Mobile check-in, apps and social media: a look at flying in 2015

By 2015, mobile apps, social media, smartphones and location-based (NFC) technology will have changed the way we travel, says a new report.

NFC smart pass at airports

What if, in the future, airports were so automated that our first interaction could be with the cabin crew on the flight?

Modern technology is giving us more control over our journeys through the airport, with some airlines allowing us to check in with our smartphones, tag our checked bags, and even board flights without an airline agent by swiping our boarding pass at a kiosk reader.

Fast forward a few years and by 2015, self-service will have come of age, and travellers will be turning to their smartphones and social media to interact with airlines and airports in real-time. That’s according to a new report – Flying into the Future – by airline IT provider, SITA.

The report sheds light on four major IT trends that are expected to shape the way we travel in 2015, based on a recent survey of airlines, airports and passengers.

Here are some of the insights:

Booking holidays through your mobile

By 2015, airlines and airports expect the web and mobile phone to be the main ways that we buy travel services.

Smart phone apps and social media are creating opportunities for airlines and airports to offer personalised buying experiences, the report says.

Alaska Airlines is one of several airlines with a travel app that alerts flyers to airfare deals from their hometowns and to cities where their friends live.

Passengers will take more control

The report predicts that by 2015, close to 90% of airlines will offer mobile check-in, up from the 50% today.

Passengers will use 2D boarding passes or contactless technology such as Near Field Communications (NFC) on their phones at different stages of their journey, such as at boarding gates, fast-track security zones and to access premium passenger lounges.

Japan Airlines’ Touch & Go Android is one example of an app which will allow passengers to pass through boarding gates using their NFC-enabled phones. Frances Toulouse-Blagnac Airport is piloting a similar service.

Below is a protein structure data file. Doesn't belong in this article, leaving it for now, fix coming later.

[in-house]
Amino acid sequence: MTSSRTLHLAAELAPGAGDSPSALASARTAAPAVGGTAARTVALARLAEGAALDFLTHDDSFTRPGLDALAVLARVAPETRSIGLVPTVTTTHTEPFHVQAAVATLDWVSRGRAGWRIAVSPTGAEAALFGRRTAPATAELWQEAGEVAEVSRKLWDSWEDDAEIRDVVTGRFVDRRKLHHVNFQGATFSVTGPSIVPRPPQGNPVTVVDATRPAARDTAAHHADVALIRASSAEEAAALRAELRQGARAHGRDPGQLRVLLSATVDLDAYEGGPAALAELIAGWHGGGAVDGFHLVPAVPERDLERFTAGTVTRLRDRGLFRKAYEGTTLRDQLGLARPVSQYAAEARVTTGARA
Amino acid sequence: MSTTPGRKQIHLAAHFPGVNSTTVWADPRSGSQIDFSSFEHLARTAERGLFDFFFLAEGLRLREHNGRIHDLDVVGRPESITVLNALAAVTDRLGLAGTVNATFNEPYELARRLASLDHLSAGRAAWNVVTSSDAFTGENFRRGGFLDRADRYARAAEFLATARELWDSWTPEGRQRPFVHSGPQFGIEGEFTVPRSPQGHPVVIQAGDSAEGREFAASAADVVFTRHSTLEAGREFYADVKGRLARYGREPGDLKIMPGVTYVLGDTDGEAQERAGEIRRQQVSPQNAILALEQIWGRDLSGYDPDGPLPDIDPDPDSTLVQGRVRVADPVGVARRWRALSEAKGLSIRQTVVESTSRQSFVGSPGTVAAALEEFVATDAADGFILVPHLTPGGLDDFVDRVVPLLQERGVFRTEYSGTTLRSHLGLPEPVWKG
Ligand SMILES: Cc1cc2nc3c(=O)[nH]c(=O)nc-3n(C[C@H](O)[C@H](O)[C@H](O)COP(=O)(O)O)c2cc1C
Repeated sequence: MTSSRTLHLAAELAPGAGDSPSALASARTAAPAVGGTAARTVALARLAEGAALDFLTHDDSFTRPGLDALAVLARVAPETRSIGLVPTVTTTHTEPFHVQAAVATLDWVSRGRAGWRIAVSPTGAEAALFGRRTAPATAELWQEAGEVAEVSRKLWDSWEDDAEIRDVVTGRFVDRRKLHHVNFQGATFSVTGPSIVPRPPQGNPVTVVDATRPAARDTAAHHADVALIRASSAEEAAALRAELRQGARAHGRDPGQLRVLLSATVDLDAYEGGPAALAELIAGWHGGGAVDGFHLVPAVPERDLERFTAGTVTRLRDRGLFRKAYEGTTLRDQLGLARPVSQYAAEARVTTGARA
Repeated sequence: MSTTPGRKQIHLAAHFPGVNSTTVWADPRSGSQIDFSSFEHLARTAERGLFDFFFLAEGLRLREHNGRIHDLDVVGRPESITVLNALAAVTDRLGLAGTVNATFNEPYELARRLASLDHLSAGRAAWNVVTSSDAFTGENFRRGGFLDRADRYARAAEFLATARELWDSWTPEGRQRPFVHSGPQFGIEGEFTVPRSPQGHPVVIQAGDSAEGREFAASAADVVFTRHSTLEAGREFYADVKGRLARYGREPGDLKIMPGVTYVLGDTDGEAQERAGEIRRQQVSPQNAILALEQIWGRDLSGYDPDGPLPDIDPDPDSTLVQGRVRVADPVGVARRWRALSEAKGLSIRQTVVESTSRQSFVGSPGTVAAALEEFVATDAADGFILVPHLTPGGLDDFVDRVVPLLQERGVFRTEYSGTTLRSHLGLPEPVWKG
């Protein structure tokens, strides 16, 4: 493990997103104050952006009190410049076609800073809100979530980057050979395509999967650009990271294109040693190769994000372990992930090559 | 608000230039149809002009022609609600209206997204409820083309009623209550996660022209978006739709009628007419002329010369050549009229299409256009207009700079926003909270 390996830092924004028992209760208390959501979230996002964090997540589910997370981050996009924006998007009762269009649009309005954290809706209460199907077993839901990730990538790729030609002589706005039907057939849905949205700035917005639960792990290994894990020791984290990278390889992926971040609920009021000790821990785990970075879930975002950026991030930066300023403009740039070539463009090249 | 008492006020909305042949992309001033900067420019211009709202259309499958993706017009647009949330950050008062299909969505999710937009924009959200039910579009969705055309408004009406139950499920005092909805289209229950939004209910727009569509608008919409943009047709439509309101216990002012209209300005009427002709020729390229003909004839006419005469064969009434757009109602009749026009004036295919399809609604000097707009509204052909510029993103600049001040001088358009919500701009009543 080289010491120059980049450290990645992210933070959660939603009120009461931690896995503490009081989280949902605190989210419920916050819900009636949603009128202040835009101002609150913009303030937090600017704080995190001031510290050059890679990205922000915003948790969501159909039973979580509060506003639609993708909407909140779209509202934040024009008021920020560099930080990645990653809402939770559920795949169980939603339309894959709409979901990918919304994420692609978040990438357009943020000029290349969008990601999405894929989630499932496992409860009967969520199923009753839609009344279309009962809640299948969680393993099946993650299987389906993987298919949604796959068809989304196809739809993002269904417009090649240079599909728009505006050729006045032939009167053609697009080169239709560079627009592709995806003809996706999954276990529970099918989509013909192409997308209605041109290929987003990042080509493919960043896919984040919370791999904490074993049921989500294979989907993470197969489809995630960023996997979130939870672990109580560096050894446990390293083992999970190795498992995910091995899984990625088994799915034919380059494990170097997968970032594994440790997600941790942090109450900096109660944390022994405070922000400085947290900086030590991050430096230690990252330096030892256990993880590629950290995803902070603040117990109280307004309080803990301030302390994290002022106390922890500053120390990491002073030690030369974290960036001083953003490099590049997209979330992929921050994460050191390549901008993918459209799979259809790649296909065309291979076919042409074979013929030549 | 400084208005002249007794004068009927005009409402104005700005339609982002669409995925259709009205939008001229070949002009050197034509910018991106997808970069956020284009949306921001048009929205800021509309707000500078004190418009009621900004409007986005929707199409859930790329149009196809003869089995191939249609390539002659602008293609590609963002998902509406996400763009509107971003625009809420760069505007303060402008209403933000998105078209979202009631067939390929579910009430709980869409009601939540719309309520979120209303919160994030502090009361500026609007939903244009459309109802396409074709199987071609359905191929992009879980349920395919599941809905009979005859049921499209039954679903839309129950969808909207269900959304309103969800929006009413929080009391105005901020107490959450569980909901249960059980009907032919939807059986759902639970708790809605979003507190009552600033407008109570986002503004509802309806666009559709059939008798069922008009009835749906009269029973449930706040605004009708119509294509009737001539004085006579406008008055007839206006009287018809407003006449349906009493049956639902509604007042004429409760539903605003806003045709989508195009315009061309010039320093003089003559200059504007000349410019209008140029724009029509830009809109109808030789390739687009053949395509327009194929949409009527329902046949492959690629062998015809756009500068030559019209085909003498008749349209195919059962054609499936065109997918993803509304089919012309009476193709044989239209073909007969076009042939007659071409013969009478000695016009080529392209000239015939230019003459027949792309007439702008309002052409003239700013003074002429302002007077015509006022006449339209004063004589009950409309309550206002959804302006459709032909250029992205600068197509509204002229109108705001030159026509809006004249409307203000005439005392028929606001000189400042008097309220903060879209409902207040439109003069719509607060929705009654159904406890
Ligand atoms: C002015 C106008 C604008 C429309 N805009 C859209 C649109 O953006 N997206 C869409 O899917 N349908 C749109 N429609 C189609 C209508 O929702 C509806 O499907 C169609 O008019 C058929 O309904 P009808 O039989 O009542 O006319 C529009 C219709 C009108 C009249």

More than half of airlines and airports also have plans to invest in automated boarding gates by 2015.

Abu Dhabi International Airport is piloting self-boarding gates in a bid to reduce long queues at the gate.

Lufthansa is one of the early adopters of self-boarding gates.

Customer service will become more mobile and social

By 2015, the report predicts that 9 out of 10 airlines and airports will provide flight updates using smartphone apps.

Edinburgh Airport is one of several airports with apps that help passengers plan their journeys to and from the airport, track their flights, access terminal maps and reserve parking spots before they arrive.

Airlines and airports will offer more personalised services

Airlines and airports will be more willing to share personal passenger data to help them tailor their services better to passengers, the report says.

By the end of 2015, SITA expects 80% of airports to be sharing passenger data with airlines. 53% of airlines – who are more protective of their data – will be sharing data with airports.

European airline, Vueling is trying to better understand its customers and improve interaction with them by tapping into information on social networks. It is also looking at ways to use this data in a way that encourages loyalty and by making personalised offers to customers.

Learn more about how technology is expected to change the way we travel – and the hurdles that need to be overcome – in the Future of Flying Report.

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